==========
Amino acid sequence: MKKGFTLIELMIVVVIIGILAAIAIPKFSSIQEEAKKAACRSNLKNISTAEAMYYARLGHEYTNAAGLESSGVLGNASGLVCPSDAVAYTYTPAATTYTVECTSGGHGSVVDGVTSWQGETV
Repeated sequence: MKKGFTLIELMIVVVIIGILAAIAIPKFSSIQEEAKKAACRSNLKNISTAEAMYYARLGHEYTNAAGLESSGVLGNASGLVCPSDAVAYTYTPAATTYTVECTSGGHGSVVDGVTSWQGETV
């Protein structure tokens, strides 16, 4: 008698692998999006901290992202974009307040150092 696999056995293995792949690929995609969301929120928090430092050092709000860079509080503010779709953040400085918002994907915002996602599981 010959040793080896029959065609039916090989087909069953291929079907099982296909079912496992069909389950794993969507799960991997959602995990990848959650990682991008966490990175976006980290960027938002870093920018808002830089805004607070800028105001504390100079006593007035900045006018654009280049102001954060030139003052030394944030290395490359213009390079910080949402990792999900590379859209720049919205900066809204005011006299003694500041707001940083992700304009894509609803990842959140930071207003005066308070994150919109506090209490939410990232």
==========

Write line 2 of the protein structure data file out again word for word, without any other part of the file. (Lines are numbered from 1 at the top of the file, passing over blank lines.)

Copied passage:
Repeated sequence: MKKGFTLIELMIVVVIIGILAAIAIPKFSSIQEEAKKAACRSNLKNISTAEAMYYARLGHEYTNAAGLESSGVLGNASGLVCPSDAVAYTYTPAATTYTVECTSGGHGSVVDGVTSWQGETV